On the US side, Herta and Palou are both talented drivers, but the move from American open-wheel racing to F1 isn’t easy and McLaren would likely have to face a slow adjustment period for both if they ever raced in F1 .
Is Ricciardo retiring?
Ricciardo has given no indication that his motivation is waning and those close to the Australian have told ESPN he genuinely wishes to continue until at least late 2023. Ricciardo’s defiant statement – “I still want this more than ever” – is reflected in what he has told the media.
Teammate Lando Norris’ form hasn’t done Ricciardo any favours. While Norris has finished in the points in eight of the 11 races this year, including a podium at Imola, Ricciardo has only finished 6th, 8th and 9th on the three occasions he has scored points.
Compared to Norris, it’s easy to speculate that Ricciardo simply stopped caring, or that he’s just happy to take the money McLaren is paying him and quietly bid farewell to Formula One when the time comes is ripe. In a paddock as tight as Formula 1’s, it’s very obvious when someone’s behavior has changed, but there was no indication that Ricciardo’s love for the sport has waned.
As last season of Netflix’ Drive to Survive showed, Ricciardo is his harshest critic, and ESPN understands he recently extended his simulator time to get a handle on the car. Sources present told ESPN that Ricciardo was choked up while speaking to staff at the McLaren Technology Center this week to reaffirm his commitment to them and Formula 1.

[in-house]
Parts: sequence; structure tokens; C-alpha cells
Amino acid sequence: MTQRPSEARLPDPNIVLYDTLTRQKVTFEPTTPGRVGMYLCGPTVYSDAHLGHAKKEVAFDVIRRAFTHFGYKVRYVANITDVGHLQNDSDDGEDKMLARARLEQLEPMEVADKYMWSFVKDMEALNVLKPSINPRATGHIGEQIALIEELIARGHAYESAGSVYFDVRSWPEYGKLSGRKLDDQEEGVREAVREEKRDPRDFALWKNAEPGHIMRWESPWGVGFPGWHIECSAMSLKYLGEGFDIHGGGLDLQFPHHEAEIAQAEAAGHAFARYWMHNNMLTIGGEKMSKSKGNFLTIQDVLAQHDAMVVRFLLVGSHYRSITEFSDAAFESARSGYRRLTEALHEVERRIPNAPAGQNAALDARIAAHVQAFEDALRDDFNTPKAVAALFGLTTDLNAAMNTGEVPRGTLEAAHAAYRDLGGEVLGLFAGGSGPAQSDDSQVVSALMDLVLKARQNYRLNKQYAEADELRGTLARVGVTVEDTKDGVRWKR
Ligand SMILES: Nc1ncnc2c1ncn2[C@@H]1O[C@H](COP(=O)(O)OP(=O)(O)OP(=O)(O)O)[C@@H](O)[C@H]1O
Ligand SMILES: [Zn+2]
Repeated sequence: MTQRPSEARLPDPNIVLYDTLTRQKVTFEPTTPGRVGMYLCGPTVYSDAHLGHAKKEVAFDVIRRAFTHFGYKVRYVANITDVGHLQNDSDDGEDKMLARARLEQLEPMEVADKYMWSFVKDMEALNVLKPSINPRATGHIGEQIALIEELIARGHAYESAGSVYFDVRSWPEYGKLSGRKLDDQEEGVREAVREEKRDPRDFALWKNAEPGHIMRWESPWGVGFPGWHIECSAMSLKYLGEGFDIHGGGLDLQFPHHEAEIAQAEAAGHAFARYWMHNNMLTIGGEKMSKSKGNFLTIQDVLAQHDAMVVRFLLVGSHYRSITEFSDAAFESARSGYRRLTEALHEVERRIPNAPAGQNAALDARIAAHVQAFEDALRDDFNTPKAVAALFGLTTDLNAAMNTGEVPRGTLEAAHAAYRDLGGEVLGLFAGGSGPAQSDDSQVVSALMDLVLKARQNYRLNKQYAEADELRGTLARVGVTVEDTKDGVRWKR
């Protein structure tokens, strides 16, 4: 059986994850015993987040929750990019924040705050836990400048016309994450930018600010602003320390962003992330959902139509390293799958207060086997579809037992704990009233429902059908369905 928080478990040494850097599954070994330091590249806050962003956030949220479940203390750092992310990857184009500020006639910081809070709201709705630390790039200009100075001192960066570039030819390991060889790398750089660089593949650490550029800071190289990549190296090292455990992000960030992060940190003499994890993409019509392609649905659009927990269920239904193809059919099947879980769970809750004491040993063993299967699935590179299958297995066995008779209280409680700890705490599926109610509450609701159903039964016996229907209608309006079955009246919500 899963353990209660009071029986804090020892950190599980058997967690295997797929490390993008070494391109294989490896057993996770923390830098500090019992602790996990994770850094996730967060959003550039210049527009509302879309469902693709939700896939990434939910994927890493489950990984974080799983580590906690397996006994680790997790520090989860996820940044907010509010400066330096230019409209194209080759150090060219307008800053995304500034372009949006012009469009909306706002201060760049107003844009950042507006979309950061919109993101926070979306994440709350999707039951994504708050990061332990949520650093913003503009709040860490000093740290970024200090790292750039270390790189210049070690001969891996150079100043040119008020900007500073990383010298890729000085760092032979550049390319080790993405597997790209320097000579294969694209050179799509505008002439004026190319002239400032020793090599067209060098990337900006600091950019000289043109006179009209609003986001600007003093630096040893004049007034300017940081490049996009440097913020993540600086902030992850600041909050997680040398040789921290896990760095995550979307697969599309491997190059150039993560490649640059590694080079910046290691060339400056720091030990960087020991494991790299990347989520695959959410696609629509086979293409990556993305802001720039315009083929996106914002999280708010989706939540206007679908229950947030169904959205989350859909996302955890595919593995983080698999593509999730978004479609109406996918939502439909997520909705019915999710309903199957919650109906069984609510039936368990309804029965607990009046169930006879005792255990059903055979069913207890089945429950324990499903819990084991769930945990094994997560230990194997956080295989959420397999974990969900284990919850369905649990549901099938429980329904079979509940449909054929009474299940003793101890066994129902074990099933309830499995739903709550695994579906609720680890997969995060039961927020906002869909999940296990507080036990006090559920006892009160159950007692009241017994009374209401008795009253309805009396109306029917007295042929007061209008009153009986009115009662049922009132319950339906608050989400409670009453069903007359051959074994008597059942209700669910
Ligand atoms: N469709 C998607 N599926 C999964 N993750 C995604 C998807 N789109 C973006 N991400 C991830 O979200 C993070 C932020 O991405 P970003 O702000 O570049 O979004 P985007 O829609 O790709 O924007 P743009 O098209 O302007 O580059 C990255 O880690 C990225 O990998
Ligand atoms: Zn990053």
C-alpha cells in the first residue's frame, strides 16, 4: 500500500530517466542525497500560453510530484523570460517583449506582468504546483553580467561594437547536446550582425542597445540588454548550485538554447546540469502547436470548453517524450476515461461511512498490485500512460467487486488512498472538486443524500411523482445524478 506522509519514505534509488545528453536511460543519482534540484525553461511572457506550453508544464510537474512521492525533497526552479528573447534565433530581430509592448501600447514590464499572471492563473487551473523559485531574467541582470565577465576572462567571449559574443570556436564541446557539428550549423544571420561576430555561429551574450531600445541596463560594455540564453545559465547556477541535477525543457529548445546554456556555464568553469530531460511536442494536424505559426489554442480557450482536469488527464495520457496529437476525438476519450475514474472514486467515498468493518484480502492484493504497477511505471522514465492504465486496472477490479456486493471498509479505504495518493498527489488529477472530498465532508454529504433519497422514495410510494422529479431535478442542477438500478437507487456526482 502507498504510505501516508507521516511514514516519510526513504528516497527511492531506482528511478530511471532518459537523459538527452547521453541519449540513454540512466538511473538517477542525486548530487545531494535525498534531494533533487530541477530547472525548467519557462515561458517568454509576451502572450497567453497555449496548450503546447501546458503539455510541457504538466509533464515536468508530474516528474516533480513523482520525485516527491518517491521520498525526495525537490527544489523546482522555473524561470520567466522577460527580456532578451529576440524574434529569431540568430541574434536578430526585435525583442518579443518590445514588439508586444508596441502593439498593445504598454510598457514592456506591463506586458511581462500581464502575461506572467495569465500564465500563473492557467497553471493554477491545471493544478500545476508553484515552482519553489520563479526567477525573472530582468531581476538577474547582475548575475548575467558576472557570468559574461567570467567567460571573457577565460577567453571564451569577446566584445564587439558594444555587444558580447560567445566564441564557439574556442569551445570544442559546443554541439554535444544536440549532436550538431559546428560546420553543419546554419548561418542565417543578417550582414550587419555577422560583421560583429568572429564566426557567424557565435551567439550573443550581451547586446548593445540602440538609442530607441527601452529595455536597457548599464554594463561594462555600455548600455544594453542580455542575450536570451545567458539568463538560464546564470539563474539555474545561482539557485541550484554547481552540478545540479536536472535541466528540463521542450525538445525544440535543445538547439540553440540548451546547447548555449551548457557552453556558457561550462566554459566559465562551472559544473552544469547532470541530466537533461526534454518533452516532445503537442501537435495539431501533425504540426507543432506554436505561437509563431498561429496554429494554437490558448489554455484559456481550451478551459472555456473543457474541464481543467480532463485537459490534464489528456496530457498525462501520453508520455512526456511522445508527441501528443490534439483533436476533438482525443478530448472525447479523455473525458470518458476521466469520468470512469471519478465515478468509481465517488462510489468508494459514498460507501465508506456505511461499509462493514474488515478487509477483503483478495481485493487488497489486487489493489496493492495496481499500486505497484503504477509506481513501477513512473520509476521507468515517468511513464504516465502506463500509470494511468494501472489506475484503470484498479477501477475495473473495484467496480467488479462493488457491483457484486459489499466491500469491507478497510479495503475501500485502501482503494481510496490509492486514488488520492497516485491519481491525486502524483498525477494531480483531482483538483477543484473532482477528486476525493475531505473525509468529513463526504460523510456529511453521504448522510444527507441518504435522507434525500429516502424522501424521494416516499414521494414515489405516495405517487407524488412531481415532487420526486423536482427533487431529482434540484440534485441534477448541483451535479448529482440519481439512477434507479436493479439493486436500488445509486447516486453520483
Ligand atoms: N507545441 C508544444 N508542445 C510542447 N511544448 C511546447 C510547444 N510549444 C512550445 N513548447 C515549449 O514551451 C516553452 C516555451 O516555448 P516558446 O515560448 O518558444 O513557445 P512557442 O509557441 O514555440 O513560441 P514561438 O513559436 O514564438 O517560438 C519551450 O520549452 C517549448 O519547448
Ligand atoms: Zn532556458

Some have pointed to Ricciardo’s increasing fame away from F1, having appeared on the cover of GQ or being on American talk shows as an indication that his mind is elsewhere, but those things never seemed too distracting. Ever since Ricciardo was inundated and worn down by media inquiries and sponsorship events in the run-up to an Australian Grand Prix with Red Bull, he and his team have been diligent to ensure off-track activities do not interfere with his on-track performances.
The only thing fans of the Aussie can hope for is that history repeats itself. Ricciardo was keen on a watertight three-year deal, knowing it would come with a major rule change, with this year’s new generation of cars arriving midway through this contract year. When he arrived he knew he would have a year to learn the team’s 2021 car before a new regulation change and brand new car this year. As in 2021, he has been slow to adapt but unlike last year he has a second season with this car.
Ricciardo also made a slow start at Renault in 2019 after joining from Red Bull, but by 2020 had found his feet and had two podiums, the first of which memorably earned old Renault boss Cyril Abiteboul a tattoo. Ricciardo was one of the standout performers of 2020 and that form earned him the McLaren move. If he can repeat that resurgence in the remaining months of this year and into next season, those questions will go away, but Ricciardo still looks a long way from finding that sweet spot with the car.
Ricciardo is running out of time to convince McLaren that he’s worthy of a second deal beyond this one, even if he sees it in its entirety. But as things stand it looks very much like he will at least have a chance to regain the form that has made him one of Formula 1’s most respected drivers. It’s up to him to get there – this nuclear option is becoming increasingly attractive to McLaren the longer it takes Ricciardo to get back to his old self.
https://www.espn.com/f1/story/_/id/34247114/making-sense-ricciardo-mclaren-situation Making sense of the Ricciardo-McLaren situation